The therapeutic range for anti-factor Xa activity depends on the dosing intervalPosted by in Medicine
The therapeutic range for anti-factor Xa activity depends on the dosing interval. Anti-factor Xa monitoring is prudent when administering weight-based doses of LMWH to patients who weigh > 150 kg. It has been determined that UFH infusion is preferable to LMWH injection in patients with creatinine clearance of < 25 mL/min, until further data on therapeutic dosing of LMWHs in renal failure have been published. However, when administered in low doses prophylactically, LMWH is safe for therapy in patients with renal failure. Protamine may help to reverse bleeding related to Reproduction of this article is prohibited without written permission from the American College of Chest Physicians.
Correspondence to: Jack Hirsh, CM, MD, FCCP, Henderson Research Centre, 711 Concession St, Hamilton, ON L8V 1C3, Canada Pharmacy.
LWMH, although anti-factor Xa activity is not fully normalized by protamine. The synthetic pentasaccharide fondaparinux is a promising new antithrombotic agent for the prevention and treatment of venous thromboembolism.
Abbreviations: aPTT = activated partial thromboplastin time; AT = antithrombin; BMI = body mass index; CI = confidence interval; CrCl = creatinine clearance; DVT = deep-vein thrombosis; HC = heparin cofactor; HIT = heparin-induced thrombocytopenia; LMWH = low-molecular-weight heparin; MI = myocardial infarction; PF = platelet factor; RR = relative risk; rt-PA = recombinant tissue plasminogen activator; SC = subcutaneous; TBW = total body weight; UFH = unfractionated heparineparin, a heterogeneous mixture of branched aminoglycans, was discovered to have antithrombotic properties by McLean almost 90 years ago. Brinkhous and associates then demonstrated that heparin is an indirect anticoagulant, requiring a plasma cofactor.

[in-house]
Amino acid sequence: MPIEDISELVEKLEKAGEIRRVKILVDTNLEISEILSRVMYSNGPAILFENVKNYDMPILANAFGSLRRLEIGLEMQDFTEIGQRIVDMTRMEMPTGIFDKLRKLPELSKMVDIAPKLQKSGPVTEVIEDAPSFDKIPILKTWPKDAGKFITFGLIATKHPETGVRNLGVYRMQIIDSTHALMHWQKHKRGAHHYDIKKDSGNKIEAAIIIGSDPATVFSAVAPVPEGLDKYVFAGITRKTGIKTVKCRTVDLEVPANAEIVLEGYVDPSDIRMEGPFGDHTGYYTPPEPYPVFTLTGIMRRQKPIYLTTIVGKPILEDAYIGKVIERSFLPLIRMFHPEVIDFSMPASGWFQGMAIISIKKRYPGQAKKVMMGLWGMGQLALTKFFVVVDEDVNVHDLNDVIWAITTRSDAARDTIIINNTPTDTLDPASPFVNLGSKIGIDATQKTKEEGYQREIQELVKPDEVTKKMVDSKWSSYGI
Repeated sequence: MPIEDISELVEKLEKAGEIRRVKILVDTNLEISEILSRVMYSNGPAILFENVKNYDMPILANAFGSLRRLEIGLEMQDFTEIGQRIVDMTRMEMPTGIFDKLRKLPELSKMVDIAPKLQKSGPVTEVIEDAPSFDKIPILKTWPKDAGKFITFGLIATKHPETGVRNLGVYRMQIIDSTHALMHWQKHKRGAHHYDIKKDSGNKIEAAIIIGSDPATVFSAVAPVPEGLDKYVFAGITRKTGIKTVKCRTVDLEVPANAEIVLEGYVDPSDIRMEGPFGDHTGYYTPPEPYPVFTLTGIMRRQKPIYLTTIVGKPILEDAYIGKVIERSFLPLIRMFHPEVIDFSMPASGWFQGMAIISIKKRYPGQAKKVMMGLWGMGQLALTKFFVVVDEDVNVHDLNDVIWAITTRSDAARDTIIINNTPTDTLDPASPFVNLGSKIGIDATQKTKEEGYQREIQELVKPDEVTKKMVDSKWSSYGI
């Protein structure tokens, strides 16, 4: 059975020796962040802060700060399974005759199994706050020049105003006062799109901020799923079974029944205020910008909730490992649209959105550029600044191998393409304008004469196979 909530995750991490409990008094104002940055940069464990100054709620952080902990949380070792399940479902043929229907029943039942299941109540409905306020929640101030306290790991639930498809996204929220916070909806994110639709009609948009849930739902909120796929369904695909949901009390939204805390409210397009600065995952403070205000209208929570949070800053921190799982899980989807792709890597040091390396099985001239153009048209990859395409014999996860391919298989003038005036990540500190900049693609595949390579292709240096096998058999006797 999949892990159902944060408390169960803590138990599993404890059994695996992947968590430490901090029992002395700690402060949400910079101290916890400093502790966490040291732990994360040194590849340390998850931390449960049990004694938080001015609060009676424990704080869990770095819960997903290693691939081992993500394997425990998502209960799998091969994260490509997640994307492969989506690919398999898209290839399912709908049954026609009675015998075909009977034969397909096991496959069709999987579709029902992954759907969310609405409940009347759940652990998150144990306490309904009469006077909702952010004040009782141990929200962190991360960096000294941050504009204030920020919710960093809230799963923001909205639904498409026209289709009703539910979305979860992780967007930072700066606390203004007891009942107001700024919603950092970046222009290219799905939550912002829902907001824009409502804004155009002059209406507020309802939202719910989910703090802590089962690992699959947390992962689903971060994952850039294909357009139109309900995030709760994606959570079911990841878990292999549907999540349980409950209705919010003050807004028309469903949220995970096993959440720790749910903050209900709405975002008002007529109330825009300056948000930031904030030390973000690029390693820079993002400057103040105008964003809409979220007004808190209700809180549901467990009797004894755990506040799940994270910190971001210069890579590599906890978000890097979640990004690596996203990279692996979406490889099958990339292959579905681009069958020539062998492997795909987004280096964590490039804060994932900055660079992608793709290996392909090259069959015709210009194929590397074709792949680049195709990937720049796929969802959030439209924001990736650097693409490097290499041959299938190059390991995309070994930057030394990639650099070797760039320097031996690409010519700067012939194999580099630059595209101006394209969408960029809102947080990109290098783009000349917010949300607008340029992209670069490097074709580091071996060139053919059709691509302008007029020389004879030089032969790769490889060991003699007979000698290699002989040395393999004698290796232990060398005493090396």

This cofactor was subsequently named antithrombin (AT) III by Abildgaard in 1968 and now is referred to simply as AT. The main anticoagulant action of heparin is mediated by the heparin/AT interaction. The mechanism of this interaction was elucidated by Rosenberg and colleagues and Lindahl et al in the 1970s. Heparin binds to lysine sites on AT, producing a conformational change at the arginine reactive center, which converts AT from a slow, progressive thrombin inhibitor to a very rapid inhibitor. The arginine reactive center on the AT molecule binds covalently to the active center serine of thrombin and other coagulation enzymes, thereby irreversibly inhibiting their procoagulant activity. Heparin then dissociates from the ternary complex and is reutilized (Fig 1). Subsequently, it was discovered that heparin binds to AT through a unique glucosamine unit that is contained within a pentasaccharide sequence.
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